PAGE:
We have previously discussed generating leads through content marketing, SEO, a strong social media presence and other internet-based methods. However, as a small business owner, you may be left wondering how to make these leads into customers, a term known in the marketing world as CONVERSION.
The process of converting a lead to a customer may seem overwhelming, however, by focusing on a sales funnel, the process becomes clear and easy to understand. So what is a small business lead generation funnel, and how will it work for your brand? Read on to learn more!
Small Business Lead Generation Funnel
If you were ever an inquisitive child, you probably remember creating soda bottle tornadoes using a funnel-like effect.
In this (less exciting) scenario our sales funnel starts with website visitors and ends with repeat customers, looking something like the below:
Why the funnel? Because your sales process, regardless of industry, will start with a large pool of potential customers (website visitors), but will decrease in number through the steps pictured above. Below we will explore the difference phases of this process.
In this phase of the lead generation funnel your small business is focusing on attracting visitors to your website. This process involves many of the initial phases of lead generation methods we have discussed previously, such as focusing on local SEO, starting a company blog and promoting your business on popular social media channels.
At this phase of the marketing funnel, you are not trying to convince prospects to buy your product, instead, you are focusing on drawing in individuals who would not otherwise know about your business, and making them a part of your dialogue on industry topics. This is also the phase where you can (subtly) show your prospects that they have a problem, and how your brand can fit into the solution.
Now that you have your visitors properly directed to your website it is time to focus on converting these leads into customers through content and clear conversion paths.
When it comes to content marketing to convert leads, a blog is always a great place to start. Regularly creating interesting and educational material is a great way to keep website visitors returning to your page and also an excellent way to establish your brand as an authority in your field.
Other content marketing methods can include free e-books, infographics, videos and more. Anything that adds value, and shows a potential customer that your business can help them solve a problem is perfect for this phase of the small business sales funnel.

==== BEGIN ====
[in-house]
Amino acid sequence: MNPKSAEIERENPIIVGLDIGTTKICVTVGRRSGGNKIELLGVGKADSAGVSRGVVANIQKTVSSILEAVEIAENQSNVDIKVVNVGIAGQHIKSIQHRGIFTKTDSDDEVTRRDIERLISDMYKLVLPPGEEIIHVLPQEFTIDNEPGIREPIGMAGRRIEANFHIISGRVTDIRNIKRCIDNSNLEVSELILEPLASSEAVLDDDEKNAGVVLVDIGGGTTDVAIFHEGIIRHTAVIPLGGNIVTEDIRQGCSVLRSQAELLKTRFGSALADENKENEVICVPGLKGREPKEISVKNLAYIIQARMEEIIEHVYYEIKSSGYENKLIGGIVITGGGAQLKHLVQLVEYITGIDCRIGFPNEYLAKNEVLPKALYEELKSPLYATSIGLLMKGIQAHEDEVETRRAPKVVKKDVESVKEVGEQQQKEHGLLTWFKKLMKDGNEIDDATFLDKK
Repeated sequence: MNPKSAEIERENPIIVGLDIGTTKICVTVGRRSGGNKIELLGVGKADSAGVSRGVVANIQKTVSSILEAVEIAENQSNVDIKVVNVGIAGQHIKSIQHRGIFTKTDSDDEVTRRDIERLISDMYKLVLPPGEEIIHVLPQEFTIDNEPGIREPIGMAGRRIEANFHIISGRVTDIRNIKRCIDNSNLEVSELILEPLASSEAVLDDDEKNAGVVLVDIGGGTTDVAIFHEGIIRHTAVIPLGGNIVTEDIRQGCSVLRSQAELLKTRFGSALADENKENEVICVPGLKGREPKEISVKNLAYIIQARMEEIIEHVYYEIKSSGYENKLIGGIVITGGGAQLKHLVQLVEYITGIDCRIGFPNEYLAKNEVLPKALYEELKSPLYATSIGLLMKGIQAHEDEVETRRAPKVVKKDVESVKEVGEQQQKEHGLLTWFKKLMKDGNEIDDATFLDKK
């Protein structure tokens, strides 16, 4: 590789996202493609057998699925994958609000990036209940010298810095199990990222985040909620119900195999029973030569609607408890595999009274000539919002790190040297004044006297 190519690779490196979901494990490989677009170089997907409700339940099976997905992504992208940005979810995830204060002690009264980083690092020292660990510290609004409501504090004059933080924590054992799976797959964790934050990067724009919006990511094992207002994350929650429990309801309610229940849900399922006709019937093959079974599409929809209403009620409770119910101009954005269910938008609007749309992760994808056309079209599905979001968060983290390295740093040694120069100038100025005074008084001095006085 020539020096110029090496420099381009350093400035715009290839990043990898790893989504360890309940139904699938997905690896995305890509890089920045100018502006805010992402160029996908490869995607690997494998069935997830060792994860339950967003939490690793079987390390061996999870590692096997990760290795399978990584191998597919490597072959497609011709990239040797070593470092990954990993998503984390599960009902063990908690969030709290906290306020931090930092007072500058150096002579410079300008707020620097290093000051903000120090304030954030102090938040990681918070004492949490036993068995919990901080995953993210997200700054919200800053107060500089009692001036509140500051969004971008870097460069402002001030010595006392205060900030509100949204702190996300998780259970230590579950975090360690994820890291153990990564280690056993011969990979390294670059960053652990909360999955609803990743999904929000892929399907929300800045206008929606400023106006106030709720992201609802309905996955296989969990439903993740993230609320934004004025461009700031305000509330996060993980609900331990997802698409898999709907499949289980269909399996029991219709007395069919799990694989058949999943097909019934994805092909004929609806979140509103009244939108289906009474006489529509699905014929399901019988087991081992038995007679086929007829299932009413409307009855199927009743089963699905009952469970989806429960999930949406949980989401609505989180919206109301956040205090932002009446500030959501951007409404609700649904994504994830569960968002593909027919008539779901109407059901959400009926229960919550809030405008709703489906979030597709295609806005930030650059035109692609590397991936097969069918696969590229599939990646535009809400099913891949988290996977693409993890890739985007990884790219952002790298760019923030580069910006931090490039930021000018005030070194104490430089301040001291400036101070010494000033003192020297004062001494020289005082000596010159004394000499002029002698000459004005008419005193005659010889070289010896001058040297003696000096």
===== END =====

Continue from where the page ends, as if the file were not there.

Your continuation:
As for conversion, remember CTAs? CTAs are anything that prompts your customers to take action. These can easily be incorporated into the above content marketing methods, such as asking your customer to fill out a contact form to download a free e-book or convincing a lead to click on an infographic.
In this phase of the lead generation funnel, quality leads and a defined sales process lead to customers.
This is where you (or your sales team, if you have one) need to focus on weeding out the most promising leads and making them customers. By focusing on quality leads that are a good fit for your company’s services and interested in your brand’s offerings your business will ensure that you are not wasting resources, and instead, only focusing on those leads that may really convert to customers.
The end of your small business lead generation funnel can actually become the beginning. Once you have narrowed your prospects, converting leads to customers, it is time to focus on keeping these customers, or having them return to your business, depending on your business model. How can you ensure you converted leads stick with your brand through thick and thin? Think: content.
This is where thorough customer support and documentation of FAQs comes in, as well as email follow up to ensure the customer is completely satisfied with your product or service. Sending out email alerts with special offers for existing customers of “insider” how-to lists are also useful methods to employ here.
Now that you know the four phases of our small business sales and marketing funnel, it is time to go out and create a process tailored to your company. By clearly defining each phase of your brand’s sales cycle you will be able to carefully craft and fine tune content aimed at individuals in each phase of the process. Do you already have a sales funnel in place? Please let us know what has worked and hasn’t worked for your business in the comments below!